By Shadi Khan Saif
KABUL, (AA): Eleven people, including five diplomats from the United Arab Emirates (UAE) have been killed in a double bomb attack in Kandahar, southern Afghanistan, officials said Wednesday.
The attack late Tuesday targeted the governor’s compound during a visit by the UAE ambassador. Both the governor, Humayun Azizi, and Ambassador Juma al-Kaabi were wounded in the blast.
Samim Khapalwak, the governor’s spokesman, told Anadolu Agency Azizi was in a critical condition.
A spokesman for the provincial government initially said 12 people had died in the attack, including Kandahar Deputy Governor Abdul Ali Shamsi and Yama Quraishi, an Afghan diplomat to the U.S., but this figure was later revised.
Kandahar provincial police chief Gen. Abdul Raziq, who was unhurt in the attack, told reporters at a news conference that one bomb had been planted under a chair following renovation work at the guest house of the governor’s residence.
At least five people have been arrested on suspicion of involvement in the attack, he said.
Raziq accused the Pakistan-based Haqqani Network of orchestrating the attack and said he was the main target of the attack.
“The Haqqani Network, other terrorist groups and the ISI have long been trying to eliminate the Kandahar Security Council and they managed to carry out this attack last evening,” Raziq said, referring to Pakistan’s intelligence agency Inter Services Intelligence.
He confirmed that five UAE diplomats and six high-ranking Afghan officials had been killed.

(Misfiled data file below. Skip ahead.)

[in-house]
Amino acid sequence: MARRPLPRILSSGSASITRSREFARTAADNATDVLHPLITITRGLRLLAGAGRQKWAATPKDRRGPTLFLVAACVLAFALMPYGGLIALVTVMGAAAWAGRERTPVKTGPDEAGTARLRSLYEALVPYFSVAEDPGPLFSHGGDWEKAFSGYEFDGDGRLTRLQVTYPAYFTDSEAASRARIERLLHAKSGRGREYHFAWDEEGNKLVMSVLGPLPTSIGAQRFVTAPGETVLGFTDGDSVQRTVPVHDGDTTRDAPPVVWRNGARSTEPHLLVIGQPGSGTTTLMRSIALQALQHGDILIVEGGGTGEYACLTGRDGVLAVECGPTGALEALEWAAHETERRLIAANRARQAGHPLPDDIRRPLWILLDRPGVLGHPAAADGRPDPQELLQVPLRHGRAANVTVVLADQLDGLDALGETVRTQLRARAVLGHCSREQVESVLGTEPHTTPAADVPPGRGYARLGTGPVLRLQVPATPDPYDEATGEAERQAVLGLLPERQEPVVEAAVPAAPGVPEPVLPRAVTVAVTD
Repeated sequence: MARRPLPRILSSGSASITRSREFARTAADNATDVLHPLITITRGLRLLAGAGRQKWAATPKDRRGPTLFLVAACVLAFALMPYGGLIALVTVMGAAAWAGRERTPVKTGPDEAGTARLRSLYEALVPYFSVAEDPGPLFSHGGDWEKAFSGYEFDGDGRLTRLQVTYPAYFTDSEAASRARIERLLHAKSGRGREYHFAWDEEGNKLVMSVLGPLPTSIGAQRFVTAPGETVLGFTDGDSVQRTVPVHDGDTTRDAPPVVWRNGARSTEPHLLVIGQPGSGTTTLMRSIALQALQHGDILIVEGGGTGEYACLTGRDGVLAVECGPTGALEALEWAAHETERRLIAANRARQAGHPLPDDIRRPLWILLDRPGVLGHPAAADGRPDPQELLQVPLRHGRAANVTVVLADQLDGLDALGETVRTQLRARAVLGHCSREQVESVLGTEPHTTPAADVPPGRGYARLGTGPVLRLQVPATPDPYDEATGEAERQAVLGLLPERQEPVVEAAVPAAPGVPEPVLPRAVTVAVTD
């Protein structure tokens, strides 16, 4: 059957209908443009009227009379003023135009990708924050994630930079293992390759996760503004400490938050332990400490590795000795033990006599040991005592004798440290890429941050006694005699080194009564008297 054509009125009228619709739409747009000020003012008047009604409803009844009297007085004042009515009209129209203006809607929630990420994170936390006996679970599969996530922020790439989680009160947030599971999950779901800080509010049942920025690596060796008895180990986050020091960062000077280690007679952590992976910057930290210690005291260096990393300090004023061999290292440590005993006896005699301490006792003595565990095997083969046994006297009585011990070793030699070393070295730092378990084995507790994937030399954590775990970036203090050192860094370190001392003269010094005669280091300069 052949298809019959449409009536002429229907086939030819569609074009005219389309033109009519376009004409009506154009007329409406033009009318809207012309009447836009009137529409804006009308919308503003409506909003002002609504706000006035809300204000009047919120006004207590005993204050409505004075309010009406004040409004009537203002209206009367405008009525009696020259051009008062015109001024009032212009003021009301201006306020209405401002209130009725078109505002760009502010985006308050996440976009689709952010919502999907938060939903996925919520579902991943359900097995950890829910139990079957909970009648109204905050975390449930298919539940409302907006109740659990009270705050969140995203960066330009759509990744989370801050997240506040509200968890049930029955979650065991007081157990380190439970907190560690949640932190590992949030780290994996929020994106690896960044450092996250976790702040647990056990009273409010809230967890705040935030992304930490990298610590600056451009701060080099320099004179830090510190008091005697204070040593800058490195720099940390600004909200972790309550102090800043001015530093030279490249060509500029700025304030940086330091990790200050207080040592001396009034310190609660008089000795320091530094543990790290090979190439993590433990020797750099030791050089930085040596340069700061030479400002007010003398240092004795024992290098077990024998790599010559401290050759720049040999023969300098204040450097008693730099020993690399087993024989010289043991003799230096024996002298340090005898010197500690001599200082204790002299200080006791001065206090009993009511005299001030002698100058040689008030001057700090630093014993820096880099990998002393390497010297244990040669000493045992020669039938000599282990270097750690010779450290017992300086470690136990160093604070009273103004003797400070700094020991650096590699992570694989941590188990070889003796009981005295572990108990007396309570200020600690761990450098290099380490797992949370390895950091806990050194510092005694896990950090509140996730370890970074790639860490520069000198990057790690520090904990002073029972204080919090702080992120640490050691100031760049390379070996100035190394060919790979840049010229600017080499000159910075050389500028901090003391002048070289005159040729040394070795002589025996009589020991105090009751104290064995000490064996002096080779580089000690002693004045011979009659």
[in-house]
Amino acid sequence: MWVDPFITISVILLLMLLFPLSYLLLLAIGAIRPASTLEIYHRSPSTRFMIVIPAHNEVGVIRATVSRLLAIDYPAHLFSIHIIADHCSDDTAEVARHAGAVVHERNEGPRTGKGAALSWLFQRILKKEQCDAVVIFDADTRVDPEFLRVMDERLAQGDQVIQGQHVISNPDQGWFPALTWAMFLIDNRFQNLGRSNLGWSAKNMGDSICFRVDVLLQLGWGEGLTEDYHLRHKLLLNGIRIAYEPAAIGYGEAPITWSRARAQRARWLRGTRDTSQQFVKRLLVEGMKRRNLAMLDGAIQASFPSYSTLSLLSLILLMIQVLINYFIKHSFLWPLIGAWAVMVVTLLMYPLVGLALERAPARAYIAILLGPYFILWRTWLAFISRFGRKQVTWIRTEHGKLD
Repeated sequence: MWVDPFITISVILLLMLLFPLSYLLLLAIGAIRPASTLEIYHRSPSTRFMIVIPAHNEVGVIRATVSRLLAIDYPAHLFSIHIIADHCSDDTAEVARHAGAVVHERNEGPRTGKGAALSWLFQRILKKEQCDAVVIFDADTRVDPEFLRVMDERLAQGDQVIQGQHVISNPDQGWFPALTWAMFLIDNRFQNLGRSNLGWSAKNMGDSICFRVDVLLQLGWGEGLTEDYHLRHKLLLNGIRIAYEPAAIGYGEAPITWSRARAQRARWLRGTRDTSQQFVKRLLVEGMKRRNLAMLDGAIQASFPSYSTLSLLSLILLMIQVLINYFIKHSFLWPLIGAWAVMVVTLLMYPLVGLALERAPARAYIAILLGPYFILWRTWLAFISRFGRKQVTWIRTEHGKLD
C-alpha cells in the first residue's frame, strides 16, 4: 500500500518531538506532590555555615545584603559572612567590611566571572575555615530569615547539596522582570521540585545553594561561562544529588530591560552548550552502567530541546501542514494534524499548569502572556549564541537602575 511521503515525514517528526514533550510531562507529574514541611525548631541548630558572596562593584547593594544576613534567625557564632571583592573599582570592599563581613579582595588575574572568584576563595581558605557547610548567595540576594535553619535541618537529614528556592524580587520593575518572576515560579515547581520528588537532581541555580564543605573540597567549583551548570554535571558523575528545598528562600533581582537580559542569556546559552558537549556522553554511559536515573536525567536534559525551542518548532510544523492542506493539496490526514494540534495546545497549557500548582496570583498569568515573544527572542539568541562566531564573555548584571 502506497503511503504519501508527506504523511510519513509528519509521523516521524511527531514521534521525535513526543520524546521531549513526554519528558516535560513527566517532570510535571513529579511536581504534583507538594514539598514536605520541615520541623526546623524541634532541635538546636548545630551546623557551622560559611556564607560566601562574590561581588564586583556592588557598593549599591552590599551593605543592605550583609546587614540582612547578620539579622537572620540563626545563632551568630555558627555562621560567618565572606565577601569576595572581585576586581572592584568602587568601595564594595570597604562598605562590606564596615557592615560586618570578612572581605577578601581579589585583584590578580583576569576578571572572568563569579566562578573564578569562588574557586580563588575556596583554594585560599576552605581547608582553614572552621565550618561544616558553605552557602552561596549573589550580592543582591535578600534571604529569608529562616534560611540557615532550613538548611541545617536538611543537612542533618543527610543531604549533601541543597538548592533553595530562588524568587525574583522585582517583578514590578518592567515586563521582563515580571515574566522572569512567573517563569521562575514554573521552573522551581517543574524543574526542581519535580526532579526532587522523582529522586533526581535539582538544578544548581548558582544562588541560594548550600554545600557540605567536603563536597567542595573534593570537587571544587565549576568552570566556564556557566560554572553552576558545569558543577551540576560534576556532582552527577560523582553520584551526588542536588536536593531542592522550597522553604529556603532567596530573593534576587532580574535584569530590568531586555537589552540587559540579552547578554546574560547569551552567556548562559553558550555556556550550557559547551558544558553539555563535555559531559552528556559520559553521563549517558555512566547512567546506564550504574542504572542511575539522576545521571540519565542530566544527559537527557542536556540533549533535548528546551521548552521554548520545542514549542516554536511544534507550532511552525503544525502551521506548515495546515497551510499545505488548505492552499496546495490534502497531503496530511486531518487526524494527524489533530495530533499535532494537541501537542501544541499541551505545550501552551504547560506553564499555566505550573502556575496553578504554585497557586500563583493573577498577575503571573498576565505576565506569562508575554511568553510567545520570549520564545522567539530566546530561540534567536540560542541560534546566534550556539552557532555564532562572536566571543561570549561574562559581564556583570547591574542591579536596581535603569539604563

The Khaama Press news agency reported the bomb had been planted in the guest house and also reported a Taliban denial of the attack. In a tweet, Taliban spokesman Qari Yousuf Ahmadi said the bombing was an “enemy internal dispute, not connected with Mujahidin”, the agency reported.
– Humanitarian mission
No group has claimed responsibility for the attack.
The explosion followed four other attacks on Tuesday, including a twin bombing in the capital Kabul that killed at least 45.
The UAE delegation was at the site to take part in an inauguration ceremony for an aid project.
“The UAE ambassador’s visit to Kandahar was on humanitarian mission within the program of the UAE to support the brotherly Afghan people,” the UAE Foreign Ministry said in a statement.
It added: “In these difficult moments, the ministry… in conjunction with the armed forces and the concerned state authorities as well as the Afghan government is following up the developments of this terrorist attack.”
The UAE officials were also due to sign an agreement with Kardan University in Kabul to offer UAE-funded scholarships.
President Mohammad Ashraf Ghani condemned the attack and National Security Advisor Mohammad Hanif Atmar arrived in Kandahar to lead the investigation.
The dead Emiratis were named Mohammed Ali Zainal al-Bastaki, Abdullah Mohammed Essa Obaid al-Kaabi, Ahmed Rashid Salim Ali al-Mazroui, Ahmed Abdul Rahman Ahmad al-Tunaiji, and Abdul Hamid Sultan Abdullah Ibrahim al-Hammadi.
With Pakistan and Saudi Arabia, the UAE was the only country to recognize the Taliban’s rule from 1996 to 2001.
[Photo: Afghan security officials inspect the blast site outside the Parliament building in Kabul, Afghanistan, on January 11, 2017.
Photographer: Muhabiri Haroon Sabawoon/AA]